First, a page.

The government has also introduced new legislation to reform the country’s labour market. The World Cup has accelerated the implementation of these national reforms over the last decade and has helped make Qatar a fairer and safer place to live and work.
Qatar 2022 will be the most compact World Cup in history
My personal experience of Qatar has been a positive one. I have been a resident for three years now, having finished my football career playing for Qatar Sports Club in 2019. While Qatar has its own unique culture and traditions, it also shares many similarities with previous World Cup host countries. Its people are very welcoming, and family oriented, so in this regard, it reminds me of Brazil in 2014 or South Africa in 2010. Qatar and the Arab world also boast some of the most passionate fans I’ve ever encountered; fans who will undoubtedly ensure a vibrant atmosphere in 2022.
One of the most unique things about this World Cup will be its compact nature. Once the fans, players and officials arrive at Hamad international Airport, they will be able to stay in just one accommodation for the entire tournament. While many will stay at hotels or serviced apartments, Qatar will also have some unique accommodation options available to fans, such as the opportunity to camp in the desert or to stay on board a luxury cruise liner moored in West Bay, which will have incredible views of Doha’s cityscape skyline.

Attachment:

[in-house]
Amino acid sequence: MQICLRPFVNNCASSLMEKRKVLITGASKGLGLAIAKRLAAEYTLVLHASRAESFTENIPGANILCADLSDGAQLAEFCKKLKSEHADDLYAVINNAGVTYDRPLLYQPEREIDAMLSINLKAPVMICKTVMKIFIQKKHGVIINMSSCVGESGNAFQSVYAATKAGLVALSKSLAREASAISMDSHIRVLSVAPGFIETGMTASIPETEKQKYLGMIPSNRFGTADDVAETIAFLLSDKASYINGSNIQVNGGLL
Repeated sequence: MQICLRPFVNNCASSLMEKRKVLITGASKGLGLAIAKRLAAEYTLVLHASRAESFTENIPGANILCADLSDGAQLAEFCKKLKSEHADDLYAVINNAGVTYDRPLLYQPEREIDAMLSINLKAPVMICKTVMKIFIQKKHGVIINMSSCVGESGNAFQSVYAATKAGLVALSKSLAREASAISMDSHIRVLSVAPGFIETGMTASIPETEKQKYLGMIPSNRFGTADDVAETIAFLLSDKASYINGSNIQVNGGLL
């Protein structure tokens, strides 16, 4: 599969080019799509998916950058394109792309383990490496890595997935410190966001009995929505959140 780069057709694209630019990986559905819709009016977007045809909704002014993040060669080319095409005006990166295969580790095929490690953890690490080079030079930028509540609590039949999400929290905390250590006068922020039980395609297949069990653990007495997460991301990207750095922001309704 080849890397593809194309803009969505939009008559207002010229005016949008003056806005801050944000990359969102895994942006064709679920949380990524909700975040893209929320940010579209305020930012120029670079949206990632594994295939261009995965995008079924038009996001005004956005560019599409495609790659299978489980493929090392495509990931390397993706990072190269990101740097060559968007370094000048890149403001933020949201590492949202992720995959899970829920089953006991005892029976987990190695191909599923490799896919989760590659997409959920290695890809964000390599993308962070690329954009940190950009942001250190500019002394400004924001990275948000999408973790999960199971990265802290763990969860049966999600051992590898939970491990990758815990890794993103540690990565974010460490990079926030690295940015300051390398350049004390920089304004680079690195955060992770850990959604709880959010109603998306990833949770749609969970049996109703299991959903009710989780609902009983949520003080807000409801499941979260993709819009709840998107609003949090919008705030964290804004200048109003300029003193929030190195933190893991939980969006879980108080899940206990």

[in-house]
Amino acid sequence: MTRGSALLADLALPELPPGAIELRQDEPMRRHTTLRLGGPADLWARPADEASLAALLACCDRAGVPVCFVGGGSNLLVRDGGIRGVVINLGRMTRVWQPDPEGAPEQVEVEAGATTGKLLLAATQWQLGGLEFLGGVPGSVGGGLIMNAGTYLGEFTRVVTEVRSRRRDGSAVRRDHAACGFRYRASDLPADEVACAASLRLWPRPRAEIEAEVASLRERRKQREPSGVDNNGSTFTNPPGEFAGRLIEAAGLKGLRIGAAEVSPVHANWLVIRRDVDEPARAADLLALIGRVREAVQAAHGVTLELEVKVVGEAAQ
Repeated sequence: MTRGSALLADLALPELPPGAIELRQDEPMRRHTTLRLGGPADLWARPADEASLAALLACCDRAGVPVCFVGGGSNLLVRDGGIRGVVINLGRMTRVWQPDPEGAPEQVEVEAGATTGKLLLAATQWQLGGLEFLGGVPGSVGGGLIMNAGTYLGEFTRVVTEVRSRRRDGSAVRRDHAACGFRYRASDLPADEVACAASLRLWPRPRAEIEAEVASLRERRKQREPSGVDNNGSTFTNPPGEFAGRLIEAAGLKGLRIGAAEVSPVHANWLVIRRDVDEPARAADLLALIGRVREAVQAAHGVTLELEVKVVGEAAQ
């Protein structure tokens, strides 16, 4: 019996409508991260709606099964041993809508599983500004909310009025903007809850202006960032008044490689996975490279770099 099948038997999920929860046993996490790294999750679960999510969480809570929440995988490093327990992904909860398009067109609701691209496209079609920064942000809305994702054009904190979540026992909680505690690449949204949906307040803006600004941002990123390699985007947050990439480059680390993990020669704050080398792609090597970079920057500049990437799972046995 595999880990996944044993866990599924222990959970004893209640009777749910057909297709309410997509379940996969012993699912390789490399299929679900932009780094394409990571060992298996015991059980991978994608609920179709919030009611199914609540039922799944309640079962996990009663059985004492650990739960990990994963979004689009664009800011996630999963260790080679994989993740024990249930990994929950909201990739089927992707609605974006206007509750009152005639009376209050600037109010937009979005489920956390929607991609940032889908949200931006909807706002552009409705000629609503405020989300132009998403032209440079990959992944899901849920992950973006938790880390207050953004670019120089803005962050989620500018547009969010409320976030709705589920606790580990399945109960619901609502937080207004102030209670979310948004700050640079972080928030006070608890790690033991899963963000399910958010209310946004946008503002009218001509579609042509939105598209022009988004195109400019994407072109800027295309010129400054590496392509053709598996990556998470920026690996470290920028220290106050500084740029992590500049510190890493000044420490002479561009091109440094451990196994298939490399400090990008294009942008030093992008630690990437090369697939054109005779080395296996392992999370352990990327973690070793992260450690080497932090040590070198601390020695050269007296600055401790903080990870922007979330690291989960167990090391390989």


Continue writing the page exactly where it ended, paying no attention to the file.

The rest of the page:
I think the tournament will have an Olympics-style feel to it. All the travelling fans and everyone living in Qatar will be in the thick of the action and feel connected to the tournament from start to finish. Fans will be able to attend more than one live match per day, which is very exciting and a first for a modern World Cup.
The stadiums in Qatar are some of the most impressive I’ve ever seen
I count myself lucky to have visited all four of the tournament-ready stadiums, and each time, I feel like a little kid that has been given a new toy. Walking into one of these new stadiums for the first time, I always have the same thought – I wish I was ten years younger, so I could put my boots on and have the privilege of representing the people of Cameroon in this incredible venue.
Every little detail of each stadium has been designed to deliver the best possible experience for both players and fans. Although for me, one of the most impressive things is that some of the stadiums have been designed in such a way that they can be dismantled after the tournament, with large parts of the infrastructure donated to other countries. No other country has ever done something like this before and it will be a great legacy of Qatar 2022.
From talking to the locals, I know that the residents of Qatar are excited to welcome a diverse mix of people from all over the world to experience their small country. It will be an amazing opportunity to bring the world together to celebrate different cultures and unite over a shared love of the beautiful game after some challenging years caused by the global pandemic. I think it will be an important milestone in the history of football and I am excited to share this experience with fans from every corner of the world.